Thank you, Leila, for making the film, and for introducing it to us today. In the chat we will be sharing how to access the film which is well worth doing. Can I ask you about life in Bethlehem today:  the Wall, which is now built around Cremisan as well, the effect of the occupation, COVID, the lockdown and the empty hotels of Bethlehem?

Leila:

It should come as no surprise that the current situation, being under military occupation for decades now, the stifling of the city’s economy that was augmented even by the building of the Wall with COVID today, the situation is really dire for people in Bethlehem. It is very sad for me to say that because in a strange, ironic way, during the making of my film, I thought a lot about the history of Bethlehem, and researched its history. I realised  how much potential the city has.  People may underestimate the amount of energy and also potential, Bethlehem being such an important city, historically and religiously for so many people in the world. Whenever we had the chance to be open, to trade, to define our own history, to define our own future, Bethlehem thrived in a way that is very difficult to describe. At the end of 19th century and early 20th century it’s quite mind blowing the amount of wealth, experience, worldliness that existed in Bethlehem.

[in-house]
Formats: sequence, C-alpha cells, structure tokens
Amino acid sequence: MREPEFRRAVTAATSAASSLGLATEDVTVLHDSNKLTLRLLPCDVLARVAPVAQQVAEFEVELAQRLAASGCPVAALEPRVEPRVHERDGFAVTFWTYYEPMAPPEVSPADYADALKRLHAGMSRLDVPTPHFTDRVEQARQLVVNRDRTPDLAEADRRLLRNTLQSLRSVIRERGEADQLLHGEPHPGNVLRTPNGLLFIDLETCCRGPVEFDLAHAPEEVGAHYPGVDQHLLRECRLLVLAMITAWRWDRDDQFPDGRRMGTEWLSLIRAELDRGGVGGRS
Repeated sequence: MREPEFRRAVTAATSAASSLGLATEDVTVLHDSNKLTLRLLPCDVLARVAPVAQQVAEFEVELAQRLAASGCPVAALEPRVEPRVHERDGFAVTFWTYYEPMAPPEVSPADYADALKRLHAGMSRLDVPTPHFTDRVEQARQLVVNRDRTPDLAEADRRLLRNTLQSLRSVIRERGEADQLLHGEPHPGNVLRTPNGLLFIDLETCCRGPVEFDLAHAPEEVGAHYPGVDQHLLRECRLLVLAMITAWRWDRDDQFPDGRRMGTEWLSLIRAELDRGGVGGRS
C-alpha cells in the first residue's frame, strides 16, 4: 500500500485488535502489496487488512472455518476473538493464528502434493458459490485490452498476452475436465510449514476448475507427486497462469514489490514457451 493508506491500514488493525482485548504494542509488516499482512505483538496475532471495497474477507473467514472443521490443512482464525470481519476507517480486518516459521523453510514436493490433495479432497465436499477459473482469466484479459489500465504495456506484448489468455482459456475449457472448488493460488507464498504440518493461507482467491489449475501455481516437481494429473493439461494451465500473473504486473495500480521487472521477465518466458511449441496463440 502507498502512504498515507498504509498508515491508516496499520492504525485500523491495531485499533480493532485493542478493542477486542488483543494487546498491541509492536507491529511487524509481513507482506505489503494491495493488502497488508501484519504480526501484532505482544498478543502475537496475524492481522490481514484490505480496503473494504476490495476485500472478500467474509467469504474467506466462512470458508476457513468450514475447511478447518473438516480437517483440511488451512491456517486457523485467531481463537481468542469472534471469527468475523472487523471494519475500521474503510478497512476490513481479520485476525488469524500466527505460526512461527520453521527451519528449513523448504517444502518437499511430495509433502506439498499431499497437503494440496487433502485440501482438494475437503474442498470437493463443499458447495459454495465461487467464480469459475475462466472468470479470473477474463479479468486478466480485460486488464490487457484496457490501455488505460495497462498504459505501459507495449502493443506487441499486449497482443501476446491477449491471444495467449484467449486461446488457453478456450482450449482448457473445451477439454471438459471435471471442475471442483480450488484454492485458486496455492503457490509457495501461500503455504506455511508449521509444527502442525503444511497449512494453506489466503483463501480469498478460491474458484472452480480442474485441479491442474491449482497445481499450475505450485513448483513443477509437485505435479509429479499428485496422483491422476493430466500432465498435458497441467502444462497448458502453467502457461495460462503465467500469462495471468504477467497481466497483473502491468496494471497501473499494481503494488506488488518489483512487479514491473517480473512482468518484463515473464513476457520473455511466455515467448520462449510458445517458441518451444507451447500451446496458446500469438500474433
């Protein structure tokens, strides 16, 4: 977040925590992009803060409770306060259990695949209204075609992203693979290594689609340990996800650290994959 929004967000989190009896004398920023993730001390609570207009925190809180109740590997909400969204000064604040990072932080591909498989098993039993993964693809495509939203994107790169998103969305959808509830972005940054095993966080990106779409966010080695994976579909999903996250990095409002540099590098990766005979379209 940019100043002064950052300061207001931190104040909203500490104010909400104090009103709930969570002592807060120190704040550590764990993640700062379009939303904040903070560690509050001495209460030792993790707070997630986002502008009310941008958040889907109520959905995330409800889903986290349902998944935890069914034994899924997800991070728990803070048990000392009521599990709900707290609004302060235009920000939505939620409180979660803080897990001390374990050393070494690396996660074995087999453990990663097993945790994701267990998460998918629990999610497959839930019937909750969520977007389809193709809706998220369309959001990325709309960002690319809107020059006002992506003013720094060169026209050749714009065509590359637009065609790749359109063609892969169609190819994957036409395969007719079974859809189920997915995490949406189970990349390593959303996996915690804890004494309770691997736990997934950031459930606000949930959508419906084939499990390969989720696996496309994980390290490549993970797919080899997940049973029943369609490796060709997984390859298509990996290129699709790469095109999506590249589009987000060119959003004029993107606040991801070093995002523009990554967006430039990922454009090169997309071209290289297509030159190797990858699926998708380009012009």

It was so sad for me to be reading about this history, looking at some of the pictures and footage from that time, and seeing just how it is possible to create a manmade disaster that stifles such a wonderful place that could have been a beacon to all the region around it. Bethlehem was such a successful place as a city that has a diverse religious community. It was always a very comfortable shared, happily shared space by Muslim and Christian Palestinians.

A place welcoming the world. We have so many international institutions because of the importance of Bethlehem to the world. We had so many visitors. The city was able to receive them, welcome them, rub shoulders with so many different nations. And so the potential is huge. And yet here we are, we find ourselves today, genuinely, reduced to a ghetto.

In the past, even at the early stage of the establishment of the Palestinian Authority, you’d find that the people of Bethlehem, as opposed to many other cities in the West Bank, did not work that much in Israel. We had enough work in our city. Today, with the building of the Wall, with the stifling of the tourism industry … 70% of Bethlehem’s economy depends on tourism. You can imagine what it means every time there is unrest. Every time there are closures. We really suffer. The whole economy comes to a standstill.

Today,  unfortunately,  the COVID situation is not different again for the city which  depends on freedom of movement. Bethlehem got COVID very early on. Soon after China’s lock down, we locked down in Bethlehem, because we had some visitors from Greece. The first COVID case was detected and the whole city went into lockdown, partly also because we don’t have currently the capacity of  healthcare that would be needed to look after a population under duress from a viral infection.

We have a tiny hospital that deals with COVID cases. We have four ventilators. I think Poland donated six more recently. We have maybe just ten ICU units in the whole of the town. So it is a real challenge.